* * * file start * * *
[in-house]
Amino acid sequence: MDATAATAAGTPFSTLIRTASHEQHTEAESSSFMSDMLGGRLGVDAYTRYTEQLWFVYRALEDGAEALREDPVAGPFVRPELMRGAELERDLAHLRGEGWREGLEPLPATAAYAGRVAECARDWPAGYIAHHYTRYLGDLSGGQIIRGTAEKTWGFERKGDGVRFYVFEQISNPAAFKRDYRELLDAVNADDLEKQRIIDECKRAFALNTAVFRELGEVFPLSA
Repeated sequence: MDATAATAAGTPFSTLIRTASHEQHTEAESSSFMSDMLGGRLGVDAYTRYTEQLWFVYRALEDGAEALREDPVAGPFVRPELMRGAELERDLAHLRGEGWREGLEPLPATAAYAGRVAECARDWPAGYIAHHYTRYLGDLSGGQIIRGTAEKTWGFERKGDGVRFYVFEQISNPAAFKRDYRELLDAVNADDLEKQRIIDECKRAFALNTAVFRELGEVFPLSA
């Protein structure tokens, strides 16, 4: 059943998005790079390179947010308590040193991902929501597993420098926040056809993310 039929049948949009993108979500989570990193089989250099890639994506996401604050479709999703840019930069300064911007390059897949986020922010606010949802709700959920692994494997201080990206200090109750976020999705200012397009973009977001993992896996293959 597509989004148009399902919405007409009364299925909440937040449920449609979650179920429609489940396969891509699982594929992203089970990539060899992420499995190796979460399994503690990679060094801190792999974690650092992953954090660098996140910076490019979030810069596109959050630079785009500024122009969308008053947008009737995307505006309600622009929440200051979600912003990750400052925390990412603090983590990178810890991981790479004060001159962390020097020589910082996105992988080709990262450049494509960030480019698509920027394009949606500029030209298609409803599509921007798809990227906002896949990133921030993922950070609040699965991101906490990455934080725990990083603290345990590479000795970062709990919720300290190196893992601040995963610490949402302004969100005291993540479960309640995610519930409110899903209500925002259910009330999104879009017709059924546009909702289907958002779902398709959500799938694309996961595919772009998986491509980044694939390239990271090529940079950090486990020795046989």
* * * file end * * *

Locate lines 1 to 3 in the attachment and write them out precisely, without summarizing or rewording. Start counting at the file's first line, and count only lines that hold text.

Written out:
[in-house]
Amino acid sequence: MDATAATAAGTPFSTLIRTASHEQHTEAESSSFMSDMLGGRLGVDAYTRYTEQLWFVYRALEDGAEALREDPVAGPFVRPELMRGAELERDLAHLRGEGWREGLEPLPATAAYAGRVAECARDWPAGYIAHHYTRYLGDLSGGQIIRGTAEKTWGFERKGDGVRFYVFEQISNPAAFKRDYRELLDAVNADDLEKQRIIDECKRAFALNTAVFRELGEVFPLSA
Repeated sequence: MDATAATAAGTPFSTLIRTASHEQHTEAESSSFMSDMLGGRLGVDAYTRYTEQLWFVYRALEDGAEALREDPVAGPFVRPELMRGAELERDLAHLRGEGWREGLEPLPATAAYAGRVAECARDWPAGYIAHHYTRYLGDLSGGQIIRGTAEKTWGFERKGDGVRFYVFEQISNPAAFKRDYRELLDAVNADDLEKQRIIDECKRAFALNTAVFRELGEVFPLSA